Soviet Military Power was a public diplomacy [JB emphasis] publication of the US Defense Intelligence Agency (DIA), which provided an estimate of the military strategy and capabilities of the Soviet Union during the final years of the Cold War, ostensibly to alert the US public to the significant military capabilities of the Soviet Armed Forces. First published in early October 1981, it became an annual publication from 1983 until the collapse of the Soviet Union in 1991. Already in draft as the Soviet Union collapsed, the 1991 version was retitled “Military Forces in Transition”. In addition to the majority English version, Soviet Military Power was translated, printed, and disseminated in a variety of languages, including German, French, Japanese, Italian, and Spanish.
The concept of Digital Diplomacy (sometimes called Virtual Diplomacy) is fairly new, arguably coming to the forefront of international affairs as a result of the failed Green Revolution in Iran in 2009 where social media played a role, albeit ambiguously in its effect. Then came the Arab Spring and the use of Facebook and other
Ministry of Foreign Affairs (Brazil), itamaraty.gov.br
The concept of “public diplomacy” [JB emphasis] has been traditionally associated with the promotion of a country's image abroad. In Brazil, “public diplomacy” has been implemented not only in this traditional view, but also in the sense of greater openness of both the Ministry of Foreign Affairs and the Brazilian foreign policy to civil society, in an effort to stimulate democratization and transparency of national public policies.
The foreign ministry’s actions in different areas and the diffusion of foreign policy initiatives through digital media have intensified public diplomacy efforts in Brazil, encouraging, on the one hand, accountability to society and, on the other, interaction through comments and suggestions that contribute to the formulation of public policies attentive to national aspirations, ideas and values.
An active work of “public diplomacy” allows the Brazilian and foreign society to become inst..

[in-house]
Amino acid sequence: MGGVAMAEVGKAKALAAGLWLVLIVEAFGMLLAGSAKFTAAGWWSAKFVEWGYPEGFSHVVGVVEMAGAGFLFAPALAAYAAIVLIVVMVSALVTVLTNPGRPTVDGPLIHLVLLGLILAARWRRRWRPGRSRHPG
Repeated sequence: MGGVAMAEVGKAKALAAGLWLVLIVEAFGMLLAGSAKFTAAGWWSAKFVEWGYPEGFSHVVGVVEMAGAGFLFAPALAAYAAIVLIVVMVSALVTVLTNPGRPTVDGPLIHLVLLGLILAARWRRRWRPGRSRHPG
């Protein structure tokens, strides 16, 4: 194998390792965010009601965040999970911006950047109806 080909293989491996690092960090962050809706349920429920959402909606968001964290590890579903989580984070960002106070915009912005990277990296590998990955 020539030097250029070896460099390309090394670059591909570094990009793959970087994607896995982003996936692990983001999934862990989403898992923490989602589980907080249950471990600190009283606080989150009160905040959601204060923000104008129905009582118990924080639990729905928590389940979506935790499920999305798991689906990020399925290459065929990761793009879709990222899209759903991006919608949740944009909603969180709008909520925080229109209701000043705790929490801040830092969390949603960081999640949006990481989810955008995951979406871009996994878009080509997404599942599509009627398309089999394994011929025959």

Emily Langer, washingtonpost.com
JB personal note: I grew up in Rome as a foreign service brat, '58-'62 and can still swear in Romanesco.
On my remarkable diplomat father, see.
Image from article: Dr. Gardner taught at Columbia Law School for nearly six decades before his retirement in 2012. (Gary Gilbert/Courtesy of Columbia Law School)
Richard N. Gardner, who helped mold U.S. foreign policy and generations of policymakers as a Columbia Law School professor for nearly six decades and as a U.S. ambassador to Italy and Spain, died Feb. 16 at his home in New York City. He was 91.
The cause was congestive heart failure, said his daughter, Nina Gardner.
Dr. Gardner spent more than half a century moving between academia and government, training the legal and economic expertise that he gained as a Yale law student and Rhodes scholar on some of the most pressing global concerns of the Cold War and its aftermath.
At Columbia, he was best known for his seminar “Legal Aspects of U.S. ..
Even though many of Brazil’s favelas are still lacking basic infrastructure, internet usage is relatively high. Young locals are now starting to use social media to launch campaigns to improve the areas where they live. Even before he leaves the house in the morning, 19-year-old Michel Silva reaches for his smartphone and updates his blog.